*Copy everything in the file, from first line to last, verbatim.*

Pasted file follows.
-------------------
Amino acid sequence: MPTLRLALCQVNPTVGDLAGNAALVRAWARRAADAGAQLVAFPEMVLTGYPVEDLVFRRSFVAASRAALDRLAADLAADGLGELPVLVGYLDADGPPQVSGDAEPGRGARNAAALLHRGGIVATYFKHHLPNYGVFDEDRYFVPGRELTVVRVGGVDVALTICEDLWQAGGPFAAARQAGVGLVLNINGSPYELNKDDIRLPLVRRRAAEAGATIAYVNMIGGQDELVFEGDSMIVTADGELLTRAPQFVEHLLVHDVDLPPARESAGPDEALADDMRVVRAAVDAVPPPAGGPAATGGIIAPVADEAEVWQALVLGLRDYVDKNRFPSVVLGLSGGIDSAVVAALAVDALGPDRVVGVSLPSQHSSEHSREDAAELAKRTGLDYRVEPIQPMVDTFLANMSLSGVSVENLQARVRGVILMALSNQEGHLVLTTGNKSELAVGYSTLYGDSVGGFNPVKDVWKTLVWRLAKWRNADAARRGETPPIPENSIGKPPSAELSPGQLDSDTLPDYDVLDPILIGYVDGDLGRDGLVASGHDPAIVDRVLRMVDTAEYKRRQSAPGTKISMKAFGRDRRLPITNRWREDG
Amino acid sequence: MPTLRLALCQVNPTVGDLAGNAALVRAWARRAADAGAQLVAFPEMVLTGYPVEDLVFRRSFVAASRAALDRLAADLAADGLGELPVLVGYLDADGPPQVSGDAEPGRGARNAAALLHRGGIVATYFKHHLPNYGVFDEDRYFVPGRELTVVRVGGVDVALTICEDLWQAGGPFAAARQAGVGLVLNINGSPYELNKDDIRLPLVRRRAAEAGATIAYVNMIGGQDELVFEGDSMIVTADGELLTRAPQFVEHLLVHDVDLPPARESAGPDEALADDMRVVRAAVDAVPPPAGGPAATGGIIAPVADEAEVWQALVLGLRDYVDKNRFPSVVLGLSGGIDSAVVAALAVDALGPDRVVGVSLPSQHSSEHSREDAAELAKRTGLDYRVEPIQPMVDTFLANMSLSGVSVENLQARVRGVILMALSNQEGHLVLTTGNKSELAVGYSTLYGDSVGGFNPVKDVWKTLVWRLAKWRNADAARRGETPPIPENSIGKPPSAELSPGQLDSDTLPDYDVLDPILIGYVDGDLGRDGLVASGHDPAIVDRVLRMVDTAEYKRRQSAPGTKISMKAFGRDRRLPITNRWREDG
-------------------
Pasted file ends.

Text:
Amino acid sequence: MPTLRLALCQVNPTVGDLAGNAALVRAWARRAADAGAQLVAFPEMVLTGYPVEDLVFRRSFVAASRAALDRLAADLAADGLGELPVLVGYLDADGPPQVSGDAEPGRGARNAAALLHRGGIVATYFKHHLPNYGVFDEDRYFVPGRELTVVRVGGVDVALTICEDLWQAGGPFAAARQAGVGLVLNINGSPYELNKDDIRLPLVRRRAAEAGATIAYVNMIGGQDELVFEGDSMIVTADGELLTRAPQFVEHLLVHDVDLPPARESAGPDEALADDMRVVRAAVDAVPPPAGGPAATGGIIAPVADEAEVWQALVLGLRDYVDKNRFPSVVLGLSGGIDSAVVAALAVDALGPDRVVGVSLPSQHSSEHSREDAAELAKRTGLDYRVEPIQPMVDTFLANMSLSGVSVENLQARVRGVILMALSNQEGHLVLTTGNKSELAVGYSTLYGDSVGGFNPVKDVWKTLVWRLAKWRNADAARRGETPPIPENSIGKPPSAELSPGQLDSDTLPDYDVLDPILIGYVDGDLGRDGLVASGHDPAIVDRVLRMVDTAEYKRRQSAPGTKISMKAFGRDRRLPITNRWREDG
Amino acid sequence: MPTLRLALCQVNPTVGDLAGNAALVRAWARRAADAGAQLVAFPEMVLTGYPVEDLVFRRSFVAASRAALDRLAADLAADGLGELPVLVGYLDADGPPQVSGDAEPGRGARNAAALLHRGGIVATYFKHHLPNYGVFDEDRYFVPGRELTVVRVGGVDVALTICEDLWQAGGPFAAARQAGVGLVLNINGSPYELNKDDIRLPLVRRRAAEAGATIAYVNMIGGQDELVFEGDSMIVTADGELLTRAPQFVEHLLVHDVDLPPARESAGPDEALADDMRVVRAAVDAVPPPAGGPAATGGIIAPVADEAEVWQALVLGLRDYVDKNRFPSVVLGLSGGIDSAVVAALAVDALGPDRVVGVSLPSQHSSEHSREDAAELAKRTGLDYRVEPIQPMVDTFLANMSLSGVSVENLQARVRGVILMALSNQEGHLVLTTGNKSELAVGYSTLYGDSVGGFNPVKDVWKTLVWRLAKWRNADAARRGETPPIPENSIGKPPSAELSPGQLDSDTLPDYDVLDPILIGYVDGDLGRDGLVASGHDPAIVDRVLRMVDTAEYKRRQSAPGTKISMKAFGRDRRLPITNRWREDG